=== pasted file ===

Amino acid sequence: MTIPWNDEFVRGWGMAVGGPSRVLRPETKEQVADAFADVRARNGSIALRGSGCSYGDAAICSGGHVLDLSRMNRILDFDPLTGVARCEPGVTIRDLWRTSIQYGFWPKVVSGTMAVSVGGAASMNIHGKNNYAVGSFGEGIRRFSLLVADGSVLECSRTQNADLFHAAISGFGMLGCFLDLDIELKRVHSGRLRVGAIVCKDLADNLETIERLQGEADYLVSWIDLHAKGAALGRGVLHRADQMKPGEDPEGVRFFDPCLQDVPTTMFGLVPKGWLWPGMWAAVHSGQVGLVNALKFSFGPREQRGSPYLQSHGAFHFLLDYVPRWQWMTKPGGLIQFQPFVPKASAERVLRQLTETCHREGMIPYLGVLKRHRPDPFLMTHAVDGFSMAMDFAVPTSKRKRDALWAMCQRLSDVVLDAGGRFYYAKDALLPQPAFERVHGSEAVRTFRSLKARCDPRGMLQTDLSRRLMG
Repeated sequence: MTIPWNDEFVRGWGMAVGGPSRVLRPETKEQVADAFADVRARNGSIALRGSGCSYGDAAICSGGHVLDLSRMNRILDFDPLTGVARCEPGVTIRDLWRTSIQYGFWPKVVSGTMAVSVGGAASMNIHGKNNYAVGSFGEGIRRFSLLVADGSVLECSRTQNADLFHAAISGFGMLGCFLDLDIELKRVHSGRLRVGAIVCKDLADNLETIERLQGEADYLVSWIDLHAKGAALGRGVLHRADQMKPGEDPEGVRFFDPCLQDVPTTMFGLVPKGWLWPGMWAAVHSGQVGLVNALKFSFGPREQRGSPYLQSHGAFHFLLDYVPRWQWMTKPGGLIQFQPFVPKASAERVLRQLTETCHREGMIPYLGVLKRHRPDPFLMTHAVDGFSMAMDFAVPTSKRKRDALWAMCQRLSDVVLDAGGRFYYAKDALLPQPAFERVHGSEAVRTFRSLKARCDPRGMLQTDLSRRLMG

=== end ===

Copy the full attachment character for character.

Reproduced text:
Amino acid sequence: MTIPWNDEFVRGWGMAVGGPSRVLRPETKEQVADAFADVRARNGSIALRGSGCSYGDAAICSGGHVLDLSRMNRILDFDPLTGVARCEPGVTIRDLWRTSIQYGFWPKVVSGTMAVSVGGAASMNIHGKNNYAVGSFGEGIRRFSLLVADGSVLECSRTQNADLFHAAISGFGMLGCFLDLDIELKRVHSGRLRVGAIVCKDLADNLETIERLQGEADYLVSWIDLHAKGAALGRGVLHRADQMKPGEDPEGVRFFDPCLQDVPTTMFGLVPKGWLWPGMWAAVHSGQVGLVNALKFSFGPREQRGSPYLQSHGAFHFLLDYVPRWQWMTKPGGLIQFQPFVPKASAERVLRQLTETCHREGMIPYLGVLKRHRPDPFLMTHAVDGFSMAMDFAVPTSKRKRDALWAMCQRLSDVVLDAGGRFYYAKDALLPQPAFERVHGSEAVRTFRSLKARCDPRGMLQTDLSRRLMG
Repeated sequence: MTIPWNDEFVRGWGMAVGGPSRVLRPETKEQVADAFADVRARNGSIALRGSGCSYGDAAICSGGHVLDLSRMNRILDFDPLTGVARCEPGVTIRDLWRTSIQYGFWPKVVSGTMAVSVGGAASMNIHGKNNYAVGSFGEGIRRFSLLVADGSVLECSRTQNADLFHAAISGFGMLGCFLDLDIELKRVHSGRLRVGAIVCKDLADNLETIERLQGEADYLVSWIDLHAKGAALGRGVLHRADQMKPGEDPEGVRFFDPCLQDVPTTMFGLVPKGWLWPGMWAAVHSGQVGLVNALKFSFGPREQRGSPYLQSHGAFHFLLDYVPRWQWMTKPGGLIQFQPFVPKASAERVLRQLTETCHREGMIPYLGVLKRHRPDPFLMTHAVDGFSMAMDFAVPTSKRKRDALWAMCQRLSDVVLDAGGRFYYAKDALLPQPAFERVHGSEAVRTFRSLKARCDPRGMLQTDLSRRLMG